Student Scholar Profile: Jessie Marino
The Europe Center regularly sponsors the research of undergraduate and graduate students through our research grant, internship, and scholarly exchange programs. We would like to introduce you to some of the students that we support and the projects on which they are working. Our featured student this month has been sponsored by the Center’s Program on Sweden, Scandinavia, and the Baltic Region.
Jessie Marino, a DMA candidate in Composition at Stanford, recently returned from Copenhagen’s SPOR festival, where she was selected as one of five artists from a field of 140 (representing 34 nationalities) to perform her original work, titled “Heartfelt bird, vivid and great in style.” “I was commissioned by the SPOR Festival to compose a new piece featuring percussionist Serge Vuille and pianist Mark Knoop (photo inset) which was featured in a concert of all world premiere works,” writes Marino. “This event allowed me to meet new musicians, artists, curators, and composers who are working under similar guises and to exchange ideas about how our art can expand and develop in the 21st century.”
Marino (inset) is also a recipient of a summer travel grant from the Center’s Graduate Student Grant Program. She will be traveling to Germany to attend the 2014 Darmstadt International Summer Course for New Music. Marino writes that the opportunity will give her the chance to “practice and perform my own compositions,” to “work and develop new ideas with composers and academics,” and to “attend lectures on current research, developments and discoveries in sound production and music technology.”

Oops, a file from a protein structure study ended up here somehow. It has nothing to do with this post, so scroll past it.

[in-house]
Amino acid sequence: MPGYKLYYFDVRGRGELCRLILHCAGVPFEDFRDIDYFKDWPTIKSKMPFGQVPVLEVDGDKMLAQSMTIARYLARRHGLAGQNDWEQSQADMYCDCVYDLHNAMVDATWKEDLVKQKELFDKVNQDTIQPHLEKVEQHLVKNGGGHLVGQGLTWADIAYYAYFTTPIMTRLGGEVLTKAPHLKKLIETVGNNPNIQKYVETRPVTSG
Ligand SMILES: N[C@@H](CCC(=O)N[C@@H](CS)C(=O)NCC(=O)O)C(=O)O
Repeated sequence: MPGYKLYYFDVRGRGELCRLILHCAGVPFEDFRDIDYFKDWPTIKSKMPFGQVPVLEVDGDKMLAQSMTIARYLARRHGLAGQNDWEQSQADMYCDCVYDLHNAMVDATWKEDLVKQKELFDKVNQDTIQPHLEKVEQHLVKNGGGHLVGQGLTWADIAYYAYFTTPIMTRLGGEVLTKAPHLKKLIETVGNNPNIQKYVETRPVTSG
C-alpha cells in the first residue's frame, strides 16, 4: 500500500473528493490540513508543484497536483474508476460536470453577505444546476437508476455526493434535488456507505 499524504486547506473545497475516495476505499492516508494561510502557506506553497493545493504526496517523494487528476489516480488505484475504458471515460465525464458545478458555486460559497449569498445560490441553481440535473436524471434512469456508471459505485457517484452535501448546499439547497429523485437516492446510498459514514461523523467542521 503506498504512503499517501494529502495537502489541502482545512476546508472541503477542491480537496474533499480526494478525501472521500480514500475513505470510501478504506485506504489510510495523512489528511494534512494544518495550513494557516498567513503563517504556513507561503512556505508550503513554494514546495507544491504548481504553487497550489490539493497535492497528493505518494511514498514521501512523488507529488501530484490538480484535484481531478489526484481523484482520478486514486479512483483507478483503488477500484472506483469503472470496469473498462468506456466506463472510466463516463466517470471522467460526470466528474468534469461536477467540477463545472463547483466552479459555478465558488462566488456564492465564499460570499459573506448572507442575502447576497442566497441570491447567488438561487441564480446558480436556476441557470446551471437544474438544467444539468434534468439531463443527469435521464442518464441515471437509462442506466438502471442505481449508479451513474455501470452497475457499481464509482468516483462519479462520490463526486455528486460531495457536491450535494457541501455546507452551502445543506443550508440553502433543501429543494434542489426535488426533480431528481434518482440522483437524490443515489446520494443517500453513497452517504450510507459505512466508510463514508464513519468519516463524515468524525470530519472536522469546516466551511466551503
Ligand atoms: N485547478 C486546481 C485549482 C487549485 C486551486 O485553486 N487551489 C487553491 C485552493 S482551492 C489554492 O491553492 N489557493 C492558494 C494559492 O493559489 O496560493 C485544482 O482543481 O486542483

Featured Faculty Research: David Laitin
The Europe Center serves as a research hub bringing together Stanford faculty members, students, and researchers conducting cutting-edge research on topics related to Europe. Our faculty affiliates draw from the humanities, social sciences, and business and legal traditions, and are at the forefront of scholarly debates on Europe-focused themes. The Center regularly highlights new research by faculty affiliates that is of interest to the broader community.
David Laitin and his co-author Rafaela Dancygier’s article in the Annual Review of Political Science, “Immigration into Europe: Economic Discrimination, Violence, and Public Policy,” investigates and reviews recent research on changing Western European demographic patterns, and its implications for labor-market discrimination, immigrant-state relations, and immigrant-native violence. The authors “discuss some of the methodological challenges that scholars have not fully confronted in trying to identify the causes and consequences of discrimination and violence,” and propose pathways to resolve contradictory results in existing studies regarding the economic consequences of immigration policymaking. Laitin is the James T. Watkins IV and Elise V. Watkins Professor of Political Science at Stanford University.
Additional information about The Europe Center’s research program on migration can be found here
, and a copy of the research article can be found here
The regular seminar series sponsored by The Europe Center will be on break during the summer months. We invite you to attend the following event of interest:
August 20, 2014
7:00 pm -- 9:00 pm
Forasters (Outsiders), dir. Ventura Pona
Joan Ramon Resina, Director of The Europe Center’s Iberian Studies Program, will lead a Q&A session after the film. The screening is part of the summer film series, “Beyond Boundaries: Race, Gender and Culture Across the Globe,” organized by the Stanford Global Studies Division.
Braun Corner (Building 320), Room 105
We welcome you to visit our website for additional details. Here is wishing you a pleasant and productive summer.